Huddersfield Town (4-2-3-1): Lossl; Smith, Zanka, Schindler, Lowe; Hogg, Williams; Kachunga, Mooy, Ince; Depoitre
Manchester United (4-2-3-1): De Gea; Valencia, Smalling, Jones, Young; Herrera, Matic; Mata, Lingard, Martial; Lukaku
Huddersfield lined up as expected, with fit-again striker Steve Mounie only on the bench.
Ashley Young returned to left-back for Manchester United. Henrikh Mkhitaryan was rested, which meant Jesse Lingard started, and Chris Smallling and Phil Jones continued their partnership at centre-back in the absence of Eric Bailly.
Major tactical themes:
Huddersfield press in midfield, compact off the ball
Huddersfield, under David Wagner, were promoted to the Premier League while playing an aggressive style of football, which involved pressing their opponents high up the pitch. They have found it difficult to play in the same manner in the top flight, and have adapted this style somewhat. Saturday’s game was no different, as Huddersfield sat off Manchester United, allowing their centre-backs time on the ball. They would initiate the press only when the ball was played into midfield, a strategy which did yield the first goal. A couple of images from the first half illustrate this point:
Huddersfield maintained a solid, compact shape without the ball, starving United of space between the lines. United struggled to play through Huddersfield’s midfield all evening, and their best opportunities came from direct passes into the channels for Lukaku, or from crosses from out wide. Huddersfield’s shape is shown below:
In the image above, Lukaku is being picked up Williams, which means that Lingard suddenly has space. However, Zanka is frantically sprinting to close him down, while Mooy and Depoitre’s positioning means that Herrera would find it very difficult to play the pass to Lingard anyway. This is just one example of Huddersfield’s defensive positioning and work-rate, which was exemplary throughout the game.
Phil Jones, who has been the outstanding centre-back for United so far this season, went off with an injury midway through the first half. He was replaced by the Swede Victor Lindelof, who has been gently eased into the side by Mourinho, and on this evidence, it was easy to see why. He was too passive for Huddersfield’s opener, allowing Aaron Mooy to run at him and then was easily deceived by Tom Ince’s trickery, while for the second goal, he missed an easy header which allowed Depoitre to go through on goal. That five minute spell was what took the game away from United, and Lindelof was quite literally at the heart of it.
Lack of creativity for United
In what is becoming a worrying trend, United were again devoid of any creativity from midfield. Mourinho’s selection was partly to blame here. He rested Mkhitaryan, but played Jesse Lingard in the #10 role and Juan Mata wide right. While Lingard is a capable footballer, he does not possess the kind of creativity to allow him to play behind the striker, and this also meant that Mata kept coming inside to try and affect play. This meant that United lacked width, which played into Huddersfield’s hands. A couple of issues with this are highlighted below –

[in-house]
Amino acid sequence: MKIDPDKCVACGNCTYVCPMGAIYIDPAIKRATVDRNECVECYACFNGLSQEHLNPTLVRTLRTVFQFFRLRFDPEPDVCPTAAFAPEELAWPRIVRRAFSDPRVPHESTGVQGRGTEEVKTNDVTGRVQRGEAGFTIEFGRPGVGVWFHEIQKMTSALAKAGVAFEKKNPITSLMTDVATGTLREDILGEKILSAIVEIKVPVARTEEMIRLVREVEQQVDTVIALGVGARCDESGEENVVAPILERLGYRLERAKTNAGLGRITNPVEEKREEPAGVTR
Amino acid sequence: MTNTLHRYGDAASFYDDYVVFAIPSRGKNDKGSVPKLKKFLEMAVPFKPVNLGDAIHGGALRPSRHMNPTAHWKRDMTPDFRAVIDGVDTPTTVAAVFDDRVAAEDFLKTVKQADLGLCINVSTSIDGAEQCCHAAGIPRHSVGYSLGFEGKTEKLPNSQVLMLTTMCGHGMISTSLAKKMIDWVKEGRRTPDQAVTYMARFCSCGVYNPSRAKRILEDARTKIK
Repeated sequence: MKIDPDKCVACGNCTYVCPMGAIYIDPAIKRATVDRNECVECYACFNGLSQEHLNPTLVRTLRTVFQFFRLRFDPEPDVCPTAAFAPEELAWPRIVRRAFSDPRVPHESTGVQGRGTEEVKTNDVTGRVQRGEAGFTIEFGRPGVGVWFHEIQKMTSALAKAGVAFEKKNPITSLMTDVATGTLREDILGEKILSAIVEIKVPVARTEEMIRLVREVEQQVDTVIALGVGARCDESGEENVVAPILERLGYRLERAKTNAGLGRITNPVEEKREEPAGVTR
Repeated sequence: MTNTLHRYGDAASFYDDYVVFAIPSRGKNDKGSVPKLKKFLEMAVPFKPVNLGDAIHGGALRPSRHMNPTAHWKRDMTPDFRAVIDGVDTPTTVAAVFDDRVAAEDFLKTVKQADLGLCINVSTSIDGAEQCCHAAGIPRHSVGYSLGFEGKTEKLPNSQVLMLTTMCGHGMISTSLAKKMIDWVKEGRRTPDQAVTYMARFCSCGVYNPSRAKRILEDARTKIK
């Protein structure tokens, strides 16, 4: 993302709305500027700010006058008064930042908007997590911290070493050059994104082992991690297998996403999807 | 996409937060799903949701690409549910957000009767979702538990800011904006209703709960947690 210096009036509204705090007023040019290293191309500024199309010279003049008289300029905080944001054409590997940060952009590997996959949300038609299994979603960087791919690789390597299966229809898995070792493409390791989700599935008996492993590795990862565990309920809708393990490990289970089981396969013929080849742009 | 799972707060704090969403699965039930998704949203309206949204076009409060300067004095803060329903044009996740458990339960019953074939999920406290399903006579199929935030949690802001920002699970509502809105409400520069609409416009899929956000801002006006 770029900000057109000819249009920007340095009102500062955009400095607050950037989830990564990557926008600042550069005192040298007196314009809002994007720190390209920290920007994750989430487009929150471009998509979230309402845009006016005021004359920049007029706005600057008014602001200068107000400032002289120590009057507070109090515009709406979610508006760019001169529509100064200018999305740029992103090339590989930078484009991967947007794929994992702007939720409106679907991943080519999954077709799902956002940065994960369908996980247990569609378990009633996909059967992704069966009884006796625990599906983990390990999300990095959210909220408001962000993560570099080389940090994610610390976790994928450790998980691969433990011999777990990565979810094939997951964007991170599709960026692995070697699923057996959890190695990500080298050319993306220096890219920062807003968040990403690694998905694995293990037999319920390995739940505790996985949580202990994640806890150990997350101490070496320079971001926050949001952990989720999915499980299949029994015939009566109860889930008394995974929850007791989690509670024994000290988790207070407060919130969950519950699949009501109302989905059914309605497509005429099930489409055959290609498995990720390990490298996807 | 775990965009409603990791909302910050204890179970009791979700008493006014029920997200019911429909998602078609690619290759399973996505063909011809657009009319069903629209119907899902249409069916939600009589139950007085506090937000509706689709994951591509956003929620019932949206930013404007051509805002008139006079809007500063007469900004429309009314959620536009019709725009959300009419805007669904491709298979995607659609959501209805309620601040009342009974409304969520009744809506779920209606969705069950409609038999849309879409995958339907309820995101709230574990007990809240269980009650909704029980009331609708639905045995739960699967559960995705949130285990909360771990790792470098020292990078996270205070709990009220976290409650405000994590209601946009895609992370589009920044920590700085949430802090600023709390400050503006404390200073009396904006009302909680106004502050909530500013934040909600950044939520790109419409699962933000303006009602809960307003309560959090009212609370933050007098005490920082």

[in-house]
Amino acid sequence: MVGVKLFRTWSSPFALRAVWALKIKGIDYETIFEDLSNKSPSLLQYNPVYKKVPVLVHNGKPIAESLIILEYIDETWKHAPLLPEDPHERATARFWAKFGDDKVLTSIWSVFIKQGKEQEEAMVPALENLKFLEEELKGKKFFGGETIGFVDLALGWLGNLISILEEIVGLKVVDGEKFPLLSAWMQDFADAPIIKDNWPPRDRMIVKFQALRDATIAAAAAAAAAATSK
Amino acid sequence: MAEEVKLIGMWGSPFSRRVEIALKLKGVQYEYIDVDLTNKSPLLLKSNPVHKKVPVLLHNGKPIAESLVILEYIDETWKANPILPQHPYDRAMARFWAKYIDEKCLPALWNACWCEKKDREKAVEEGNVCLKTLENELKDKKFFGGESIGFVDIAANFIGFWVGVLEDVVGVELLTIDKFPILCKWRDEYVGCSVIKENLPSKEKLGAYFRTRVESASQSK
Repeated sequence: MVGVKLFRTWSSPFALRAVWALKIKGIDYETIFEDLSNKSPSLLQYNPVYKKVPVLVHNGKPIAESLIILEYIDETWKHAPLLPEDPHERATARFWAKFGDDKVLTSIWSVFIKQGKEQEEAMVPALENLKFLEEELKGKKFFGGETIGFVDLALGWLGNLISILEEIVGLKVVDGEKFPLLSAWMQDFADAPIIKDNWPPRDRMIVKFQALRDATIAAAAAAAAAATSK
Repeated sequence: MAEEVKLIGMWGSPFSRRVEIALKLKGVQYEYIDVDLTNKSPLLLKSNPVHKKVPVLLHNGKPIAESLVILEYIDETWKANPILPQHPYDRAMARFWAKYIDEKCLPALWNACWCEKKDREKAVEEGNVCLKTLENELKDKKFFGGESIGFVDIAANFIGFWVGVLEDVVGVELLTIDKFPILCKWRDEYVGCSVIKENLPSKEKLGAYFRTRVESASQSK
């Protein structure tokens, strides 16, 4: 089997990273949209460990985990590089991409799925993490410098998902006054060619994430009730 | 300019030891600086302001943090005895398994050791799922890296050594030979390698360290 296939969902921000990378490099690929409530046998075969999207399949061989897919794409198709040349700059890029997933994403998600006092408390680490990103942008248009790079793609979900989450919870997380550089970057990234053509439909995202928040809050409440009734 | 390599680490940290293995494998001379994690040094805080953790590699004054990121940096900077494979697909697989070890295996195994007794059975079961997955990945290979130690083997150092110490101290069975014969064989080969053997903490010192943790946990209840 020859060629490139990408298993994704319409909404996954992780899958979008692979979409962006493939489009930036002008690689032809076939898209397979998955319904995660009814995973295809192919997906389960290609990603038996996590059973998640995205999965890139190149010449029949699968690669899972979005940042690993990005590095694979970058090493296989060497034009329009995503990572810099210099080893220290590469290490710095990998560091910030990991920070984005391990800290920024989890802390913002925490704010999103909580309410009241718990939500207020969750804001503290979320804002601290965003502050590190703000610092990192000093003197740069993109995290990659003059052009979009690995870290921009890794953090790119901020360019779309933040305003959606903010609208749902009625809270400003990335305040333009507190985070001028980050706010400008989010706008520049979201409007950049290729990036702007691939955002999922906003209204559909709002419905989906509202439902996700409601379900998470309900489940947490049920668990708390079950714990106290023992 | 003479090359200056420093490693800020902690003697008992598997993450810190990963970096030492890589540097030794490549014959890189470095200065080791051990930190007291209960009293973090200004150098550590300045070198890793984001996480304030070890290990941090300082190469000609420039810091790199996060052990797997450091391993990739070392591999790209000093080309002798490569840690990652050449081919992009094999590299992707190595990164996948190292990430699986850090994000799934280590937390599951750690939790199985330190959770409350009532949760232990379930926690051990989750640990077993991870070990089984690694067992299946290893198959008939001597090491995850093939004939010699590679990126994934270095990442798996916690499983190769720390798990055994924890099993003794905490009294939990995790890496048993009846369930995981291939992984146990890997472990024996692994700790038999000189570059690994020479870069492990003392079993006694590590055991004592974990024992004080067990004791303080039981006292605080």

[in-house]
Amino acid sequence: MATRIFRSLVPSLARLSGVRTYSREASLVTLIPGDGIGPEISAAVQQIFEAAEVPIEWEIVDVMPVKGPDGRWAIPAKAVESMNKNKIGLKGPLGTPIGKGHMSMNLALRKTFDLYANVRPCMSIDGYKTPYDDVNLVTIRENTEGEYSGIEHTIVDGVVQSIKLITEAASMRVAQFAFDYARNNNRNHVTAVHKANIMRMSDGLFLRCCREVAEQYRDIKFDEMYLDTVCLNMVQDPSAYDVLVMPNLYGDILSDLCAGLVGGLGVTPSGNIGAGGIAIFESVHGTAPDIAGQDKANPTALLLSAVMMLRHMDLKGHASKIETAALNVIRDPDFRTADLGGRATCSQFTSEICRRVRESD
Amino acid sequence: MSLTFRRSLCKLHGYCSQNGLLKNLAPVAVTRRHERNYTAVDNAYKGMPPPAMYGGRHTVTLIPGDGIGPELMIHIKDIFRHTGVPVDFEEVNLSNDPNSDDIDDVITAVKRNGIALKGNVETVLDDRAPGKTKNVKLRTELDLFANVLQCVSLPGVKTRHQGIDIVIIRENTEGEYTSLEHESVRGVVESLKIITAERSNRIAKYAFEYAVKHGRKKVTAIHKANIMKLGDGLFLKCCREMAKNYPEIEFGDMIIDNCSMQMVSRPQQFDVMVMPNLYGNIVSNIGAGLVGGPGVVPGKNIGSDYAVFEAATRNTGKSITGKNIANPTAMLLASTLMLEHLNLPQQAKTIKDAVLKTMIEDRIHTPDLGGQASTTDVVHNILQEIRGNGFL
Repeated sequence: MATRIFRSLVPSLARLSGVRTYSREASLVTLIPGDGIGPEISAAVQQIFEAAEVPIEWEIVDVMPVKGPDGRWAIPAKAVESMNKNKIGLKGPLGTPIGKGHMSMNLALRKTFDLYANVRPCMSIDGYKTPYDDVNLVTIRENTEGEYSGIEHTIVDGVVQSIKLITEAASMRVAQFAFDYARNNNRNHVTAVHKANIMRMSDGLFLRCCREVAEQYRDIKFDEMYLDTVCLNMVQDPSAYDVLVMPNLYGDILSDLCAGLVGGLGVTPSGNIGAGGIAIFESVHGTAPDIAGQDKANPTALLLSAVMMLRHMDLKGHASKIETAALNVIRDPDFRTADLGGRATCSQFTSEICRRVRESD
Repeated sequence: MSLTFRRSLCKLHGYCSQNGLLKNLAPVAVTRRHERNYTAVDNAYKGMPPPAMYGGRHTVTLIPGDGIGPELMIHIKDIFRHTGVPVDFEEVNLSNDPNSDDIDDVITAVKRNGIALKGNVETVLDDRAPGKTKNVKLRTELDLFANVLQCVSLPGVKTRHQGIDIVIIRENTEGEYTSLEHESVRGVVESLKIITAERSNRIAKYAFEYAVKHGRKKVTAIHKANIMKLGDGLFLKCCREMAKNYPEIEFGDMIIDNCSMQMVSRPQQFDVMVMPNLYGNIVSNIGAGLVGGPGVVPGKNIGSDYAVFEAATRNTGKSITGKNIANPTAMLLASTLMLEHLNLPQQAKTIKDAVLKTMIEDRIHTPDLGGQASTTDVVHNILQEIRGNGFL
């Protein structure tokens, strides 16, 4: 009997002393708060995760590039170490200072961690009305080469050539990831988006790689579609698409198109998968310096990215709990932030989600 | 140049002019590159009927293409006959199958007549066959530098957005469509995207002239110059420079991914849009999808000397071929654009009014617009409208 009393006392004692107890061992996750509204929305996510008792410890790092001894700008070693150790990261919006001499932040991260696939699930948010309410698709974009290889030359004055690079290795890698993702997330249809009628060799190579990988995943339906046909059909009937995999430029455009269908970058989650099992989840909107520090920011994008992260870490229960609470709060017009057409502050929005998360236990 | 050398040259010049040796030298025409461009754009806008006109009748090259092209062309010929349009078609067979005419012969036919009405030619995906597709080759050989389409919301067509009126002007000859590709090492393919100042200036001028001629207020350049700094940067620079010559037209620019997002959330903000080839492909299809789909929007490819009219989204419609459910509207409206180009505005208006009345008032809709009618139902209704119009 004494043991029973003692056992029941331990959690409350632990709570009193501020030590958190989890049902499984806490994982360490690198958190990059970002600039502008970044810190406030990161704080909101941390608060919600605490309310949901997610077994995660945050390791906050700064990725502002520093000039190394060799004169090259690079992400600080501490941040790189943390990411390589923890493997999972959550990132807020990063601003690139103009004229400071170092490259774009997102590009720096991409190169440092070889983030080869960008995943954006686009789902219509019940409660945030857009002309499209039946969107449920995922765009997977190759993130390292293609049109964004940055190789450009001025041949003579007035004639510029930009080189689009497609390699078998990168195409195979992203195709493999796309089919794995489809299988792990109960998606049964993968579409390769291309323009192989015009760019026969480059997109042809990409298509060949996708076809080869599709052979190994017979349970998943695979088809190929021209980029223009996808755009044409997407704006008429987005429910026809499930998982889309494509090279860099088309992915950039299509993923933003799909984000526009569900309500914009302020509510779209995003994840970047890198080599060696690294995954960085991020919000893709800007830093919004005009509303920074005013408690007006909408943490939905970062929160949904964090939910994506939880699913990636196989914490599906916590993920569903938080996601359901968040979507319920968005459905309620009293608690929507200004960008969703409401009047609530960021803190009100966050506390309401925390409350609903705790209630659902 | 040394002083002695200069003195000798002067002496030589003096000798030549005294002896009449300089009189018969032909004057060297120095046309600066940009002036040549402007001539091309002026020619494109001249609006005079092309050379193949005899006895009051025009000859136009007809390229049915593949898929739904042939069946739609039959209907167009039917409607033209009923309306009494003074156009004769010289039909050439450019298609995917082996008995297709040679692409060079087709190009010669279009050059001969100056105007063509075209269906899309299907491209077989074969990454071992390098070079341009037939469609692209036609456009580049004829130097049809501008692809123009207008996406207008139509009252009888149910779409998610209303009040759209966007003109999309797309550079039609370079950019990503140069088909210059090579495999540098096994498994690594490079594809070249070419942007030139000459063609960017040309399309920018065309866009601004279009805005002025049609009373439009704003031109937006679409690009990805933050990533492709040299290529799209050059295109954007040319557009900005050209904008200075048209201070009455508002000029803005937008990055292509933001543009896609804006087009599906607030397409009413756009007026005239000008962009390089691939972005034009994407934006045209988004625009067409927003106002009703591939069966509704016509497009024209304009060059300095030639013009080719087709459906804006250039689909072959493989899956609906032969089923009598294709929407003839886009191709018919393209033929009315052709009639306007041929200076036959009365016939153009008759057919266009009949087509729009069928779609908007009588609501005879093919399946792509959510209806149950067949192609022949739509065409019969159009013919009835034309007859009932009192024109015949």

Lingard makes the wrong run here. As a natural winger, he tends to drift towards the flanks when played centrally. In this situation, however, there is acres of space between the Huddersfield midfield and defence, and a run into that space would probably have been easier for Jones to spot and pass towards as well. It is a run which Mata would have probably made, had he played in the #10 position.
Mata was caught in possession for the Huddersfield goal, but the problem was that he was forced to drop deep in order to get onto the ball. When played wide, especially without a competent #10, Mata struggles to influence the game. His movement into the centre needed to be complemented by Lingard going out to the right, to drag defenders out of space. However, Lingard stayed central most of the game, choosing the wrong run most of the time, which crowded the central areas and meant United were toothless when playing through the middle.
Here, Lukaku has managed to find space in the box. He is onside, and the right pass would have found him with a shooting opportunity. However, Herrera chose to ignore him and instead played the ball out to the right flank, from where a cross was eventually easily dealt with. United’s dependence on Pogba, and Mkhitaryan to a lesser extent, to break through opposition lines of defence is coming to the fore in recent games. Michael Carrick was missed as well; his ability to circulate the ball at a high tempo, as well as pick out players in space with intelligent through-balls, would have been ideal against this Huddersfield side.
United only a threat when playing direct
As a result of the aforementioned absence of midfield creativity, United were only threatening when they went direct. Within the first five minutes, Valencia and then Matic had played passes into the channels for Lukaku to chase, the second of which drew a save from Lossl. Ashley Young also got up the left flank well all game, but his final delivery into the box was not good enough. United’s goal also came from a kick out from De Gea, which found Lukaku isolated against a Huddersfield centre-back for the first time all game. He rolled out to the right, accelerating into the space behind the left-back and eventually crossing for Marcus Rashford to head home at the far post. While being able to play this way is a useful alternative, the lack of quality passing means that United become increasingly dependent on crosses and hopeful balls forward, which was the problem last season with Zlatan in the team. United need to be able to come up with a way to break down deep defences in Pogba’s absence, or else this season could quickly go downhill.